I’ve been happy with my Canon SX10 IS for a few years, but while attempting to take pictures at a cold Mardi Gras parade up here in Burlington, Vermont, the zoom system stopped working. I kept getting a “Lens Error” message, and had to coddle the thing in order to get any pictures at all. Figuring that some lubricant had gotten gummed up, I sent it in to be serviced, but neither the service personnel nor the folks at BestBuy seem to understand English. When I complained that the camera was not working at 35 degrees, the store manager wondered out loud whether the camera was intended to work at such a cold temperature. Where do they find these people? The camera returned from service with no change in behavior.
While at BestBuy, I considered upgrading to the latest in the Canon line, the SX 30, but the morons at Canon made the display (in the view finder) about 1/4 the size of that in the SX 10. How can you take a good product and intentionally make it worse? I called Canon, and pointed this out, and the support guy basically said “Oh. Yeah. I see what you mean. Have a nice day.” I decided I was done with that line of cameras.
While the Canon has been great in the super-zoom department (25 mm to over 500 mm effective range), takes OK movies, and can take closeup pictures to within 1 cm of the front of the lens, it does not shine when it comes to low light situations (pun intended). If you try to push the sensor sensitivity (ISO) past about 100, you usually end up with so much colorful noise in your picture that it is not worth showing anyone. So, hand-held non-flash pictures are impossible at night with that camera.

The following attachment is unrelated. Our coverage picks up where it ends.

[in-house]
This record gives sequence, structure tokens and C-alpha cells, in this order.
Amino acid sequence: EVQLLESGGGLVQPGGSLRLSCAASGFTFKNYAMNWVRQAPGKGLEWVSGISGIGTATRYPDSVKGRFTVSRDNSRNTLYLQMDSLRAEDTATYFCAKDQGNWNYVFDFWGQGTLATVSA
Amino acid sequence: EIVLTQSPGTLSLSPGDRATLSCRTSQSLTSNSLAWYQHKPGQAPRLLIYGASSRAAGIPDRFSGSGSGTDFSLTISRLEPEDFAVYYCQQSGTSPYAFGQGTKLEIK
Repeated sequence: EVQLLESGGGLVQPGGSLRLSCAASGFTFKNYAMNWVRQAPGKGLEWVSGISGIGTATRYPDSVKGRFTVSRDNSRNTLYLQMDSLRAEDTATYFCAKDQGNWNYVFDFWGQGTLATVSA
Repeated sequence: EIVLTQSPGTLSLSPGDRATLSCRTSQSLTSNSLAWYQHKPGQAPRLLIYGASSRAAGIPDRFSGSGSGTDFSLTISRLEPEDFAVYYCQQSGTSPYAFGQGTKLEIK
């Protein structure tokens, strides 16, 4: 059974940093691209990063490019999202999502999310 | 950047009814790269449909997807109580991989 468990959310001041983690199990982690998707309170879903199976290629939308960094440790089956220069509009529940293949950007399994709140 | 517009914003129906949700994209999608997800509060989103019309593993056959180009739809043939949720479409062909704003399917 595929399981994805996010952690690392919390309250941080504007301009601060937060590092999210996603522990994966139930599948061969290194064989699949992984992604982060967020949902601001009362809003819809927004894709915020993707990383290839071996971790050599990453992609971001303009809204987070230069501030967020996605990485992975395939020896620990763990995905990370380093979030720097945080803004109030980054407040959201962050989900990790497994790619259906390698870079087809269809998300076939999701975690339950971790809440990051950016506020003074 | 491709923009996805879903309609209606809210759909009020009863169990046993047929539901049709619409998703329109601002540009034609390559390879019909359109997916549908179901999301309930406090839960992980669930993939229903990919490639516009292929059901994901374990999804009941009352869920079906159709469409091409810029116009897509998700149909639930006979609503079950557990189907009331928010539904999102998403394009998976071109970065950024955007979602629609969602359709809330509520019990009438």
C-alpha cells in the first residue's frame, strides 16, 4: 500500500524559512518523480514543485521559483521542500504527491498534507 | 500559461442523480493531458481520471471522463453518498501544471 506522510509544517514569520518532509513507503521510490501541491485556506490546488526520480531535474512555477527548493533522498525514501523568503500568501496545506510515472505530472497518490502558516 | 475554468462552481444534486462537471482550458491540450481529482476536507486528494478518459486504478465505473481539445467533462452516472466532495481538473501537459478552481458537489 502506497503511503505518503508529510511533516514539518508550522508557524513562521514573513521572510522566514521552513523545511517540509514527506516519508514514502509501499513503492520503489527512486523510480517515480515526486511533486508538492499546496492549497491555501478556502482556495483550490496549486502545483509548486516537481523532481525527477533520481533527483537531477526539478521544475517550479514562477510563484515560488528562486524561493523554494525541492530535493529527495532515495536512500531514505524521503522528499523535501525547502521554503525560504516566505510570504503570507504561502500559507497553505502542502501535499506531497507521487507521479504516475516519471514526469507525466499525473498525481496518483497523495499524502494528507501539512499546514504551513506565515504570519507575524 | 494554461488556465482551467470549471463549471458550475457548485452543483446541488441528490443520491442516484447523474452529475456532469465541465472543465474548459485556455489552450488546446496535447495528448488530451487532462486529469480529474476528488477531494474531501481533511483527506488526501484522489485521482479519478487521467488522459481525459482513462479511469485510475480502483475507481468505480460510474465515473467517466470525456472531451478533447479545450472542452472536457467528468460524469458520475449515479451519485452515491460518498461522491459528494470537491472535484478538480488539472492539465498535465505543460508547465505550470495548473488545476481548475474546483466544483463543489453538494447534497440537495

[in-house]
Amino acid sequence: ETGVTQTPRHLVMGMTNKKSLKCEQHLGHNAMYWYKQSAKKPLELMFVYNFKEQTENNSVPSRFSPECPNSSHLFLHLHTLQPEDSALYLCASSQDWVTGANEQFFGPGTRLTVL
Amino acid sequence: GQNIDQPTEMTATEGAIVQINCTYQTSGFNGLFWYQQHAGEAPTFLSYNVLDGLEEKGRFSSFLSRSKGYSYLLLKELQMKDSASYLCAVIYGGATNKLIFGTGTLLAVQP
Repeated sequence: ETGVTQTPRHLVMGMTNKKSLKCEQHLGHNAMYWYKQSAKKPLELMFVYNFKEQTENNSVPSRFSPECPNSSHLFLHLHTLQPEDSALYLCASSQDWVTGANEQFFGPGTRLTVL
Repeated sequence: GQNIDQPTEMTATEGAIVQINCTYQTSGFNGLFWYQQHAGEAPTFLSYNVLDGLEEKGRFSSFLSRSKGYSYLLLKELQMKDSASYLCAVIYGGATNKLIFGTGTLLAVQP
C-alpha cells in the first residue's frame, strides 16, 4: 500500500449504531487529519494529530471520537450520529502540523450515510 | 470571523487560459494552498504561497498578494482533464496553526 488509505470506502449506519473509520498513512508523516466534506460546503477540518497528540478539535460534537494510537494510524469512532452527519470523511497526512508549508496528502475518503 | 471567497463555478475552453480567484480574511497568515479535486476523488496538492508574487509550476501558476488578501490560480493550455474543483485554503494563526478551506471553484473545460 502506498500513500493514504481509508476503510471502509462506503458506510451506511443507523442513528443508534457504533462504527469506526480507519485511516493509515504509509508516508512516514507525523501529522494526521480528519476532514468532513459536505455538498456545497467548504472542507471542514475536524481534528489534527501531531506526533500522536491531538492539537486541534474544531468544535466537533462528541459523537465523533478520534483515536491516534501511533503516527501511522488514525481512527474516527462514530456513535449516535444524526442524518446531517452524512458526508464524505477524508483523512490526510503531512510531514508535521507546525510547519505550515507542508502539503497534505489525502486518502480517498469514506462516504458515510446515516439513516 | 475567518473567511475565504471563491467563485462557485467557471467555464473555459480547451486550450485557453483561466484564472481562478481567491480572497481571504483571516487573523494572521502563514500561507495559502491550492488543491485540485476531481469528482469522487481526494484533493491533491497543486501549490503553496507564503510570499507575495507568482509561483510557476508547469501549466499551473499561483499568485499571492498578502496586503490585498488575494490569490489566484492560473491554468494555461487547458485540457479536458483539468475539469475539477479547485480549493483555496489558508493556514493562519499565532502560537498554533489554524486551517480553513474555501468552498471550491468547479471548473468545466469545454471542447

A friend of mine, Ray, suggested a number of alternatives, but I’m fairly picky. I want an articulating LCD screen on the back of the camera (most digital SLRs do not have this feature), did not want to spend $5K or $10K to get a decent “system”, and wanted an Electronic View Finder, a feature that most DSLRs have discarded for reasons that I cannot fathom.
There are a few very small and light high-end cameras out there from Sony and Olympus, but many of them lack the EVF feature. But once I read about the Panasonic Lumix GH1 and GH2, I was intrigued. Both are part of the Micro Four Thirds camera series that many manufacturers (Panasonic, Olympus, Sony) are supporting. Micro Four Thirds lenses give you twice the “zoom” of 35mm lenses, so a 100 mm Micro Four Thirds lens behaves the same as a 200 mm lens on a 35 mm camera.
The GH2 is virtually unavailable at this time, and sells at a huge premium (camera body and lens for $1,800 at the moment) over the GH1 (I bought a body and lens for $1,000). I now have the body and an effective 28 mm – 280 mm lens, a 300 mm – 600 mm lens, and a 90 mm large aperture lens that I mount using an adapter.
The EVF is wonderful: bright and detailed (at over 1 MPixel). The articulating LCD is perfect (although the GH2 adds touch-sensitivity). The camera system focuses very rapidly, and can continue to auto focus even while shooting an HD movie. The two options of HD movie formats each have problems (the AVCHD format is very difficult to edit, and the motion JPG format is limited to 8 minute clips), but the quality is quite good. The 28-280 lens is quite convenient (although I miss the macro ability that the Canon has), and the 300-600 gives me enough “reach” to take decent nature photographs. This camera has two shutter buttons, one for stills, one for movies, just as the Canon does, but unlike the Canon, it cannot take a still while taking a movie.
You can see a frame clipped from an HD movie here: http://www.jonbondy.com/P1010109.JPG
And here is a shot of a squirrel: zoom in and look at the detail in the fur: http://www.jonbondy.com/P1010318.JPG